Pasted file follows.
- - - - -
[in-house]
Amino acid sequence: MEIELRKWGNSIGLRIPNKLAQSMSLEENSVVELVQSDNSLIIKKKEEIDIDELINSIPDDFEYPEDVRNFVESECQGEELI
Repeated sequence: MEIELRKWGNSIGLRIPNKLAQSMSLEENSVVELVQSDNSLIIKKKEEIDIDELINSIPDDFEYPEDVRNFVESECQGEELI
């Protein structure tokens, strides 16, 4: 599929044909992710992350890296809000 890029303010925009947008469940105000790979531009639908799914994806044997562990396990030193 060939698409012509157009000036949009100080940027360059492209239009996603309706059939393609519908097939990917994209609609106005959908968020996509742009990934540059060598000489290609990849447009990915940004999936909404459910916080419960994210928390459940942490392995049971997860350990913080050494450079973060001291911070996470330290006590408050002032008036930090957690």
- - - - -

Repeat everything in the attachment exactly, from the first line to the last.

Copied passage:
[in-house]
Amino acid sequence: MEIELRKWGNSIGLRIPNKLAQSMSLEENSVVELVQSDNSLIIKKKEEIDIDELINSIPDDFEYPEDVRNFVESECQGEELI
Repeated sequence: MEIELRKWGNSIGLRIPNKLAQSMSLEENSVVELVQSDNSLIIKKKEEIDIDELINSIPDDFEYPEDVRNFVESECQGEELI
């Protein structure tokens, strides 16, 4: 599929044909992710992350890296809000 890029303010925009947008469940105000790979531009639908799914994806044997562990396990030193 060939698409012509157009000036949009100080940027360059492209239009996603309706059939393609519908097939990917994209609609106005959908968020996509742009990934540059060598000489290609990849447009990915940004999936909404459910916080419960994210928390459940942490392995049971997860350990913080050494450079973060001291911070996470330290006590408050002032008036930090957690």